Nonetheless, given the slack state of global info-tech demand, South Korea is still a robust market for outside companies to sell into. And tech outfits that are still in business probably aren't the kind to shrink from a little competition. One of the best opportunities may be licensing software needed for the country's national pastime of online gaming, says Headley. Indeed, Microsoft (MSFT) will launch Xbox Live in South Korea sometime this year to tap into the sophisticated gaming market there.

INTEL INSIDE. Consumer products aren't the only ones that have a future in South Korea. The country's tech and telecom infrastructure boom, which kicked off in earnest after the government received billions from an International Monetary Fund bailout in late 1997 following a currency crisis, is still in full swing. U.S. software and components make it into many Korean-made products. Qualcomm (QCOM) has licensed its CDMA technology for wireless communications to Korean phone companies including SK Telecom, KT Freetel, and LG TeleCom. Qualcomm boasts in its 2002 annual report of having 32 million CDMA subscribers in South Korea, up from 24 million in 1999.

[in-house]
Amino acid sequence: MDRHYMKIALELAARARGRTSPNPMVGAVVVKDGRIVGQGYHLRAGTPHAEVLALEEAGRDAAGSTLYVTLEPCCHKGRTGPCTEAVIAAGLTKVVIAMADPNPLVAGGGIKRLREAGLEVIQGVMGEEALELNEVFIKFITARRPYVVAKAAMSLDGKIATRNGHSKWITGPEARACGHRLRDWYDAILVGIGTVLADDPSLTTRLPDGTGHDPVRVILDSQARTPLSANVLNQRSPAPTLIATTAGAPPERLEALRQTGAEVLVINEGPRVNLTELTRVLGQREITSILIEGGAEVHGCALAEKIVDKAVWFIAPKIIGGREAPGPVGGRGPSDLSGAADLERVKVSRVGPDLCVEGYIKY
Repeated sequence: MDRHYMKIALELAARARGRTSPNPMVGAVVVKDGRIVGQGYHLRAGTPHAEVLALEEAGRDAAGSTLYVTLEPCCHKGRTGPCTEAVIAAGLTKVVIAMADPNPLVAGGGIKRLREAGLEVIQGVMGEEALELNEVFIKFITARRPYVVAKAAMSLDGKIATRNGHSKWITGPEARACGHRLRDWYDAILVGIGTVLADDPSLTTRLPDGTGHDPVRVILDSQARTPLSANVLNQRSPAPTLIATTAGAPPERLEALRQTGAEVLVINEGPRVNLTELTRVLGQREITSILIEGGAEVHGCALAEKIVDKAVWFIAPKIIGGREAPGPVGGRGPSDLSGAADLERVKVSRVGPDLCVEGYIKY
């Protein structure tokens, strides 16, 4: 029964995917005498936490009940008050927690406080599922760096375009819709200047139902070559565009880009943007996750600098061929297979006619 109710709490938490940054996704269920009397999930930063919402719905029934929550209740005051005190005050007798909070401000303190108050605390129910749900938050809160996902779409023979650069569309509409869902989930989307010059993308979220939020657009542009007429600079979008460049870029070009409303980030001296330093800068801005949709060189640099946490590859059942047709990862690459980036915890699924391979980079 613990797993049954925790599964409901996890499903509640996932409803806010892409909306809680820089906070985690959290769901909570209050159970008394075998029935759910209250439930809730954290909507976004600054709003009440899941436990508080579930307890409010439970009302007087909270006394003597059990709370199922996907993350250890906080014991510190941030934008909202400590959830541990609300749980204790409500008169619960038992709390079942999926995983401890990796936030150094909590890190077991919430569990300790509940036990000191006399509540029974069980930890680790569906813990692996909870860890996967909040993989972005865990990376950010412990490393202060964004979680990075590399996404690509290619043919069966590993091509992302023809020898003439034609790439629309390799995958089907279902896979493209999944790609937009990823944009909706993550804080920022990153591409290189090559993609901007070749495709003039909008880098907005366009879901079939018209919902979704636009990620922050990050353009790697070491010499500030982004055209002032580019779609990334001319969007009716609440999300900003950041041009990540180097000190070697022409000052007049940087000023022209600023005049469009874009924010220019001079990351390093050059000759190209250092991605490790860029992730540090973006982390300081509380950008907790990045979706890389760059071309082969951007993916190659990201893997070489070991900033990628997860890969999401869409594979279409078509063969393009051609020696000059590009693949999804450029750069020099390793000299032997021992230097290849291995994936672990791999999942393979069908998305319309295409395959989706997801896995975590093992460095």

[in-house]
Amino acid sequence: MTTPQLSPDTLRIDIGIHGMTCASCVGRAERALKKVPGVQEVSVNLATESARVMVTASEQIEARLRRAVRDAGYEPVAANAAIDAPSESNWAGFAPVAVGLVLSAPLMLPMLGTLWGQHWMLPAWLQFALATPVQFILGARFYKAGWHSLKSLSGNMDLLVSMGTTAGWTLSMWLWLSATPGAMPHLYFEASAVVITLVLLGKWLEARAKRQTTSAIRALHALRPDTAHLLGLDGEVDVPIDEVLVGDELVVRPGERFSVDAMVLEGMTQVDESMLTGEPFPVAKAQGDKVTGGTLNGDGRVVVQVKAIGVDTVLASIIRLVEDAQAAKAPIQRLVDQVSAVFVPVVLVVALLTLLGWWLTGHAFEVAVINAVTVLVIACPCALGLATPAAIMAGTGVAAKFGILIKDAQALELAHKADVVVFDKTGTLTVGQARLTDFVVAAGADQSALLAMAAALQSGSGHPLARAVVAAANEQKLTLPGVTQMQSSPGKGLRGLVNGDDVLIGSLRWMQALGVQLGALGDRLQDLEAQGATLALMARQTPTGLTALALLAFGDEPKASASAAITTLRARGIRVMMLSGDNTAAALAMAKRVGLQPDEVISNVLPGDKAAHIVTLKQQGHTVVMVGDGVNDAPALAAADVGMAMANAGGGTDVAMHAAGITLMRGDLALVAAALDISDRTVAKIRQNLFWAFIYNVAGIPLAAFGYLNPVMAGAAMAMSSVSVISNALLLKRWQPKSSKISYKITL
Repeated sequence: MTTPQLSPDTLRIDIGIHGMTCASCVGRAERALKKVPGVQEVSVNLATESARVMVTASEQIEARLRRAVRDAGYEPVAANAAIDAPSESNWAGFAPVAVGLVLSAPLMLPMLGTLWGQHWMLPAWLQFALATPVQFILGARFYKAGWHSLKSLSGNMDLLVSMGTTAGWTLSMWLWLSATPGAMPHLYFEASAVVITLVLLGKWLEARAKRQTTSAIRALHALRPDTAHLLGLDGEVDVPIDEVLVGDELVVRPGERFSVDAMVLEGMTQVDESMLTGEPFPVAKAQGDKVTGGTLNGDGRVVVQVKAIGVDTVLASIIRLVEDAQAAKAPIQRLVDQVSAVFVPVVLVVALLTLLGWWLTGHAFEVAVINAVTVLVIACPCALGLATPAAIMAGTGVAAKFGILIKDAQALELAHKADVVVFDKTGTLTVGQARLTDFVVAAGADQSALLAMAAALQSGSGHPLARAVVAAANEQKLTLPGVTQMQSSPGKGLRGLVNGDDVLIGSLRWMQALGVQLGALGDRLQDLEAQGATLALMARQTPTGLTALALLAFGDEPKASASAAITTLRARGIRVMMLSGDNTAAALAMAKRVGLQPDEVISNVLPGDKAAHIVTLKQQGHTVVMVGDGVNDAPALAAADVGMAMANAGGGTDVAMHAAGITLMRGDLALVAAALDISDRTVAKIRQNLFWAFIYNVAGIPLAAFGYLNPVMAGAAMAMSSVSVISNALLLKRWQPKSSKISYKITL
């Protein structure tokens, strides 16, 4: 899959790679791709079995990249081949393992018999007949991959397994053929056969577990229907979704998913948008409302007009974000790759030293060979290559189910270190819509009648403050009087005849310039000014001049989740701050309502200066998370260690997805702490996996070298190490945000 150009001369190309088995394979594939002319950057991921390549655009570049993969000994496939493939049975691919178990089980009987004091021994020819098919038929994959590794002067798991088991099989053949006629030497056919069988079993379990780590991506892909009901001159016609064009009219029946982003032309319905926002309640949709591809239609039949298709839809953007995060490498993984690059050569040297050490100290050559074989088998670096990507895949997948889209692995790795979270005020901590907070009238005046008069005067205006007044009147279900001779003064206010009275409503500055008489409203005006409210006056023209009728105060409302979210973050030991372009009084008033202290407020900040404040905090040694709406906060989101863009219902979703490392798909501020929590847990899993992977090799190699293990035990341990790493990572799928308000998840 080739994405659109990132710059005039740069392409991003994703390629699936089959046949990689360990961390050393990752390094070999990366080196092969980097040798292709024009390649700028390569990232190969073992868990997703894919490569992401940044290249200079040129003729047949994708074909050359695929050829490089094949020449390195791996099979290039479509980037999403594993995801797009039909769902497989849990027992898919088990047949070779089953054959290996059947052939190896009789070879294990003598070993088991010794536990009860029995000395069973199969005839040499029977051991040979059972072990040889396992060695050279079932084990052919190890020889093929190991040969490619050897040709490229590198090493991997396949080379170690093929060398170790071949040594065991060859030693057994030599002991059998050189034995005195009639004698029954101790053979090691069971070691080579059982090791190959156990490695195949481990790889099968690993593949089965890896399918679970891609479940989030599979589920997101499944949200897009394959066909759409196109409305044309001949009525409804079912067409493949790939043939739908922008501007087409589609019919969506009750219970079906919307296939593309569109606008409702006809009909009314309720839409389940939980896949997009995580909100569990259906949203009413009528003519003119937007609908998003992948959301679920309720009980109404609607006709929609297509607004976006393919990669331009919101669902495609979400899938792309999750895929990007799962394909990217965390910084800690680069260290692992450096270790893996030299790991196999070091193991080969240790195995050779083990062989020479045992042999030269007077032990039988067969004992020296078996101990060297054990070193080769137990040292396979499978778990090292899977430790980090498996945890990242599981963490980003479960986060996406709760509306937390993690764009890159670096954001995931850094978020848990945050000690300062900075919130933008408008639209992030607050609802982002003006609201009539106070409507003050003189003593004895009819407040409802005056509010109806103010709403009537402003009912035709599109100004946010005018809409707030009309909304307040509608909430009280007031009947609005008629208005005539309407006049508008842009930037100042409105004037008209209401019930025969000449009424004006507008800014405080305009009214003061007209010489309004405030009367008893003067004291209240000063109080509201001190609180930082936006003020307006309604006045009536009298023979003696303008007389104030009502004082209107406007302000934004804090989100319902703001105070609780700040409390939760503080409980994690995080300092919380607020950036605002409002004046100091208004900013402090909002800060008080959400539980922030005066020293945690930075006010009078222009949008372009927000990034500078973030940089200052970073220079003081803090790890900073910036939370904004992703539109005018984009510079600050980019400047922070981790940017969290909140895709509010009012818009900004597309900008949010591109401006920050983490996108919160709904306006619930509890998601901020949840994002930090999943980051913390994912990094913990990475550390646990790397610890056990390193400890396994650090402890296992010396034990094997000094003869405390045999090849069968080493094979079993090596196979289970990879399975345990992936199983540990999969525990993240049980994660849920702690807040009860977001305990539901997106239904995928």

"All the major U.S. companies sell a lot into Korea," says Tae Hea Nahm, a founding partner of Palo Alto (Calif.) venture-capital firm Storm Ventures. "If you want to buy a PC in Korea, most likely it's going to have an Intel (INTC) chip and a Microsoft operating system."

More recently, the drive for greater productivity and efficiency across the Korean economy has created demand for U.S.-provided technology services and business-class hardware and software. Steffi Han, research manager at IDC Korea, expects double-digit growth this year in software and services revenues in Korea. "Leading the market will be integration

and expansion of existing and new systems, especially those catering to Web-based services," she says. Other growth areas for applications: "Mobile enablers handling multimedia services and financial transactions, and business-continuity programs that ensure recovery after disasters such as the September 11 attacks."